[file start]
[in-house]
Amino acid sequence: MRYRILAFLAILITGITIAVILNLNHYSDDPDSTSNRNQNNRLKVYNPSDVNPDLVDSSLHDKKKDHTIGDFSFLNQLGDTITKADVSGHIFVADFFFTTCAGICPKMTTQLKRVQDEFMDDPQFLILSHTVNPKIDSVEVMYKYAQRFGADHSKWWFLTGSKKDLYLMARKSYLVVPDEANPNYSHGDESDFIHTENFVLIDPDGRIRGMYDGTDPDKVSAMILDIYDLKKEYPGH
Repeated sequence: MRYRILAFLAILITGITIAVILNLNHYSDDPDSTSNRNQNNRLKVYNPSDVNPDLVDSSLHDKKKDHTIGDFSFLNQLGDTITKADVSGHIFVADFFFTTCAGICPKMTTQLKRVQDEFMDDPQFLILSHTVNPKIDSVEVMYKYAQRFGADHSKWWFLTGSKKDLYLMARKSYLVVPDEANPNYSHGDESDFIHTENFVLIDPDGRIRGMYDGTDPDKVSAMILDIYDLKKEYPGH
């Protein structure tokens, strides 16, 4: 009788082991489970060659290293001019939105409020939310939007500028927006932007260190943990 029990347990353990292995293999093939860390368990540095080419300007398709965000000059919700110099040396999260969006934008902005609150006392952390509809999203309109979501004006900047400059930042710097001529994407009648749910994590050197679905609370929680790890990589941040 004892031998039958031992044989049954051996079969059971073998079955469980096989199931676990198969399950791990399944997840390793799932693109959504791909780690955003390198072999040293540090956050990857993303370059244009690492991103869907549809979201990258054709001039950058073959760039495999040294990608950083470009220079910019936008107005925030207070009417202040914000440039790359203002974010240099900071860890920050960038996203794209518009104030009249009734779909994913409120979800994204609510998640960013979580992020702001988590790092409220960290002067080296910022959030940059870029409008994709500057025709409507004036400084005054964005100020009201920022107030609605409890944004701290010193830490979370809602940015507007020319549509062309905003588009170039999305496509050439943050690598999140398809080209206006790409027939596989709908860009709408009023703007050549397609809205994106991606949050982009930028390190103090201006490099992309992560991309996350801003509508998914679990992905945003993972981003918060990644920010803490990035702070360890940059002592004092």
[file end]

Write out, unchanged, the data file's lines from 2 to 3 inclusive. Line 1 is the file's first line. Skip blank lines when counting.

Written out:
Amino acid sequence: MRYRILAFLAILITGITIAVILNLNHYSDDPDSTSNRNQNNRLKVYNPSDVNPDLVDSSLHDKKKDHTIGDFSFLNQLGDTITKADVSGHIFVADFFFTTCAGICPKMTTQLKRVQDEFMDDPQFLILSHTVNPKIDSVEVMYKYAQRFGADHSKWWFLTGSKKDLYLMARKSYLVVPDEANPNYSHGDESDFIHTENFVLIDPDGRIRGMYDGTDPDKVSAMILDIYDLKKEYPGH
Repeated sequence: MRYRILAFLAILITGITIAVILNLNHYSDDPDSTSNRNQNNRLKVYNPSDVNPDLVDSSLHDKKKDHTIGDFSFLNQLGDTITKADVSGHIFVADFFFTTCAGICPKMTTQLKRVQDEFMDDPQFLILSHTVNPKIDSVEVMYKYAQRFGADHSKWWFLTGSKKDLYLMARKSYLVVPDEANPNYSHGDESDFIHTENFVLIDPDGRIRGMYDGTDPDKVSAMILDIYDLKKEYPGH